A cervical cerclage is a procedure where tape is stitched around the cervix, this is to support it and keep it closed. This operation is performed to help prevent a baby from being prematurely born if the mothers cervix has a weakness. This weakness is referred to as ‘Cervical Incompetence’, which is sometimes linked to a previous miscarriage. Think link is made when an abnormality in the cervix causes a the birth to be prevented. A claim for cervical cerclage can be made if the procedure itself is poorly performed, if an infection or complication is caused, or if you’ve been misdiagnosed and the procedure wasn’t performed at all. You are also entitled to start a claim if a delay in treatment allowed the baby to arrive early, because if the treatment was performed on time a premature birth could have been prevented.
When a cervical cerclage is performed correctly, it is usually between the 14th and 18th week in your pregnancy. Cervical cerclage can also be required after this point, but it is advised that the procedure is performed before 24 weeks due to the large risk of complication that comes after then.
A cervical cerclage should be performed under anaesthesia (either local or general). The operation can be one of three different versions, and the one that is chosen depends on the individuals case. It’s down to the patients GP to choose the method which is best appropriate, and it should be one which maximises the effectiveness of the surgery but minimises all of the possible risks. A cervical cerclage can involve the following:
- A special tape being tied around the cervix which is then stitched in place.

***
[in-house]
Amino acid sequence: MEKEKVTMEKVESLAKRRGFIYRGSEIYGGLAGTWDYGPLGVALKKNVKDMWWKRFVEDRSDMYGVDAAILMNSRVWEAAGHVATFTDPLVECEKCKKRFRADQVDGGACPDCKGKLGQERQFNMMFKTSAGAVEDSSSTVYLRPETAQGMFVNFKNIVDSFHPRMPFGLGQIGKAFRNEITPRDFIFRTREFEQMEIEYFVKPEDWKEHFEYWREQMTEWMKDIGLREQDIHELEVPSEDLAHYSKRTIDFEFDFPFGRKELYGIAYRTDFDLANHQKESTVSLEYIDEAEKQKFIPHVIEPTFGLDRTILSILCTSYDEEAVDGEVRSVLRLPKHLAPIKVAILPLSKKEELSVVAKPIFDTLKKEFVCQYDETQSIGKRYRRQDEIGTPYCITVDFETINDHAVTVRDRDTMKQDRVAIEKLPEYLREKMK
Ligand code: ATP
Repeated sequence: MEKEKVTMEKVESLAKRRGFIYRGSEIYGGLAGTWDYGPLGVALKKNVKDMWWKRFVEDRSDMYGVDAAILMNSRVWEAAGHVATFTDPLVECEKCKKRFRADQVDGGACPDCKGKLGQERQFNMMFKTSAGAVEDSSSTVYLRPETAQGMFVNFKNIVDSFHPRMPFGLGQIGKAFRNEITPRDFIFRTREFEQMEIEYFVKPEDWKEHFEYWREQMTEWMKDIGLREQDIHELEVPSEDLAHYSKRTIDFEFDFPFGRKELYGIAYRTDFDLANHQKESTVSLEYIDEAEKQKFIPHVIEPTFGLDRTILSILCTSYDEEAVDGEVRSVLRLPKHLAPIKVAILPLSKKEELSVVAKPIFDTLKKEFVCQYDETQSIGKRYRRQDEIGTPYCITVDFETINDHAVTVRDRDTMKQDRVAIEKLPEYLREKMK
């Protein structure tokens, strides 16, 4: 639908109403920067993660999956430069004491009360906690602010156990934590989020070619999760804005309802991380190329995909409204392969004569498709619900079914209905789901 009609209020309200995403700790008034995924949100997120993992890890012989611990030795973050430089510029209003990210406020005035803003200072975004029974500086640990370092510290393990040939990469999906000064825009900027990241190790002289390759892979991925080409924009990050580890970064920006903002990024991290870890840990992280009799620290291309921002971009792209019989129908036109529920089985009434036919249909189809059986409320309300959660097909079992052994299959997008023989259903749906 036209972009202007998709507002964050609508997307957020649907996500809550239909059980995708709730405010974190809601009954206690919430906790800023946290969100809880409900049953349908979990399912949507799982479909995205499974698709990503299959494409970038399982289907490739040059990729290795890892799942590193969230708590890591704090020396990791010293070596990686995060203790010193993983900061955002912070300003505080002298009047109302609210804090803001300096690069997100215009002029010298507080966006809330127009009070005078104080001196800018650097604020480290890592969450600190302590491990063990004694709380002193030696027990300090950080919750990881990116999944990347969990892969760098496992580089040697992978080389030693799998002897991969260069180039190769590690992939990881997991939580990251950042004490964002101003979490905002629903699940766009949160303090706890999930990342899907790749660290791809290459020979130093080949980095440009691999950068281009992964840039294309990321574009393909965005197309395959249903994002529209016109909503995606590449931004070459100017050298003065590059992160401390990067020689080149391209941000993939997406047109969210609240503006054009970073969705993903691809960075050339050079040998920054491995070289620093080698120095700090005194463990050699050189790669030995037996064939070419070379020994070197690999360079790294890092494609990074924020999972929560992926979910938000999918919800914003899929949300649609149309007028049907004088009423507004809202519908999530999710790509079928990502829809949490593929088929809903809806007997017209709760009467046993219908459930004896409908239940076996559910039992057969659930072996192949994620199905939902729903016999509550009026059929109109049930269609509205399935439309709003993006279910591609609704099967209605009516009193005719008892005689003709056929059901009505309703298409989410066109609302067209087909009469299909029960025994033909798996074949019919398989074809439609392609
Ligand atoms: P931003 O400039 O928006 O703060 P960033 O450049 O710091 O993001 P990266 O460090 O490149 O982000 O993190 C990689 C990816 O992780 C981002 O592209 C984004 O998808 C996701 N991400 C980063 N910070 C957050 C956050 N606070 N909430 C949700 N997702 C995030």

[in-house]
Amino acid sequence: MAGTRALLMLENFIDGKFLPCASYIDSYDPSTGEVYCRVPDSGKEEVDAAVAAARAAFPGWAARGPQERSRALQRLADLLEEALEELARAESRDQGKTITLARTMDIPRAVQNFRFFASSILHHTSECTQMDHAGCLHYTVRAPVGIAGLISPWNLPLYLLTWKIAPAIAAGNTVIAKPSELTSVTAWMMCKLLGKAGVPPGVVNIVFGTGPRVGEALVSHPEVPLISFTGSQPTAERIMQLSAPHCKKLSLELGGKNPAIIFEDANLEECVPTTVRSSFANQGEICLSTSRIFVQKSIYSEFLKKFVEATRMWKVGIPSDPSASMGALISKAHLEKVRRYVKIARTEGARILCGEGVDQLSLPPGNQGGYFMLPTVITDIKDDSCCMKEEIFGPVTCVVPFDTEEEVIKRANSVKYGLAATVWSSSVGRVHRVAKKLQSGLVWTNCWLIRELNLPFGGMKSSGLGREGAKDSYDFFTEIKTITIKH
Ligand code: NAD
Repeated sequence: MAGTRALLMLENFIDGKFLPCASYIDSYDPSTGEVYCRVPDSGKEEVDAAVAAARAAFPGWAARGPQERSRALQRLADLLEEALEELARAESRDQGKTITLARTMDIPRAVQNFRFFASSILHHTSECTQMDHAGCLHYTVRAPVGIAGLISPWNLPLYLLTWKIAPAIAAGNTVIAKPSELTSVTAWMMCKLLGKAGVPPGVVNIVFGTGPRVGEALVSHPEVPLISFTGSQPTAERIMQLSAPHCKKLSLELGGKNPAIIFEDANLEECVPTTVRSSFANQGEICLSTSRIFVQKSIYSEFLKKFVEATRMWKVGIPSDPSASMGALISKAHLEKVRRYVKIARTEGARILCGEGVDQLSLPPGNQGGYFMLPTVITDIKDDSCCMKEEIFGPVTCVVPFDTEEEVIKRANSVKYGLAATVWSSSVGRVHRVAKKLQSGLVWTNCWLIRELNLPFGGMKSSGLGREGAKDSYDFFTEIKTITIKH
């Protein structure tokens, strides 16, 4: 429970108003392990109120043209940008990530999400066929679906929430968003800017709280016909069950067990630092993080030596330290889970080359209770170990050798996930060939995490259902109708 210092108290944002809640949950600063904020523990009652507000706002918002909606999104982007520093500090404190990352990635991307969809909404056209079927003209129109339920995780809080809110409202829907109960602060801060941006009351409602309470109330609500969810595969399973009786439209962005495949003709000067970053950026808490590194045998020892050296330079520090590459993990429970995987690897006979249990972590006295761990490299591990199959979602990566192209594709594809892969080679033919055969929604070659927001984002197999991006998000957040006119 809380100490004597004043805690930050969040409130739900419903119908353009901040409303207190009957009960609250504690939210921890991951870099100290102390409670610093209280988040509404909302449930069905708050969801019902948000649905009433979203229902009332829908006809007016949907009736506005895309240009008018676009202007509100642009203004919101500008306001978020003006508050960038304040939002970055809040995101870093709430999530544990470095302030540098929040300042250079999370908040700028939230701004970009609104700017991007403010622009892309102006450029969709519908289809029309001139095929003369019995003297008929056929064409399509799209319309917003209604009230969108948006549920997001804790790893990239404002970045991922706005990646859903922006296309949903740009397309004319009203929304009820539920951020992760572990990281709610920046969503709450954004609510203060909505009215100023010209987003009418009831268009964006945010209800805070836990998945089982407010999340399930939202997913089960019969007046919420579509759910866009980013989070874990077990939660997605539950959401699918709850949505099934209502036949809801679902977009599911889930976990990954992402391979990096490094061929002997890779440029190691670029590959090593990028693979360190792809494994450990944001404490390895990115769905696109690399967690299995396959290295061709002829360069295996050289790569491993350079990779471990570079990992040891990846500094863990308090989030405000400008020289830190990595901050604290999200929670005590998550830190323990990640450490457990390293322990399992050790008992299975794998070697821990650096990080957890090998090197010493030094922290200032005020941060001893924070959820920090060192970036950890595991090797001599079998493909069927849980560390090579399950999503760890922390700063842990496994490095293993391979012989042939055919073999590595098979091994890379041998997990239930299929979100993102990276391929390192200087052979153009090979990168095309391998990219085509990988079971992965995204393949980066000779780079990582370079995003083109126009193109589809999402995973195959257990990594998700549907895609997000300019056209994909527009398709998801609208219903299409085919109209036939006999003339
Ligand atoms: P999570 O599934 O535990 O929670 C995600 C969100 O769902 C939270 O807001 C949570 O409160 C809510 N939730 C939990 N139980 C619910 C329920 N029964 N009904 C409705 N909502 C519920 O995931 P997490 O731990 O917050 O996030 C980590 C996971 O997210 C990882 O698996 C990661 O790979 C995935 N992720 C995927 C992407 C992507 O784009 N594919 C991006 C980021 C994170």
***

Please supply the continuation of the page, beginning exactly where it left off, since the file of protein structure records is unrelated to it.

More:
- Stitches being put around the outside of the cervix.
- An incision being made inside the cervix, with a special tape being tied through the cervix which will close it.
There are other situations involving cervical cerclage’s that can be eligible for a compensation claim. Sometimes when an incompetent cervix is diagnosed is only diagnosed later on in the pregnancy, the doctor may need to take additional measures. The additional procedures are needed as the patients amniotic sac can sometime protrude through the cervix. This is treated by putting a thin tube through the cervix, and then inflating a bulb at the tip. Another way of combating this is by filling the bladder with liquid using a catheter that is inserted through the urethra. When the bladder is full, it pushes the amniotic sac back up into the pelvic area. This allows the cervix to then be stitched and closed. If a doctor diagnoses the incompetent cervix later on in the pregnancy and the additional measures aren’t taken into account, it can lead to failure of the operation. Other cases which are valid are ones where the operation hasn’t gone to plan due to improper technique from the medical professional or where cervical cerclage hasn’t been diagnosed at all.
All risks should be explained to patients before any procedure, the risks involved with cervical cerclage can include:
- pPROM – Preterm premature rupture of membranes.
- Surgical Damage to the cervix itself (this can develop into internal bleeding).
- Excessive blood loss.
- Preterm Labour.
- Cervical Stenosis – A permanent narrowing or closure of the cervix.
- Tearing of the cervix/uterus if the birth takes place with the stitches still intact.
If any of these complications happen die to negligence of the medical professional, or if a GP hasn’t given the patient enough information of the risks involved a claim for medical malpractice is also something which can be started.
If you would like to make a compensation claim for a Cervical Cerclage case then call Tylers Solicitors today for a no-obligation chat on (freephone) 0800 699 0079 today!
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We accept Nationwide cervical-cerclage compensation claims
No matter where you were injured in the UK, Tylers Solicitors are just a telephone call away from giving you expert advice about your cervical cerclage compensation claim. If you would like to contact us about claiming compensation in the UK then telephone 0800 699 0079 today for a no obligation chat.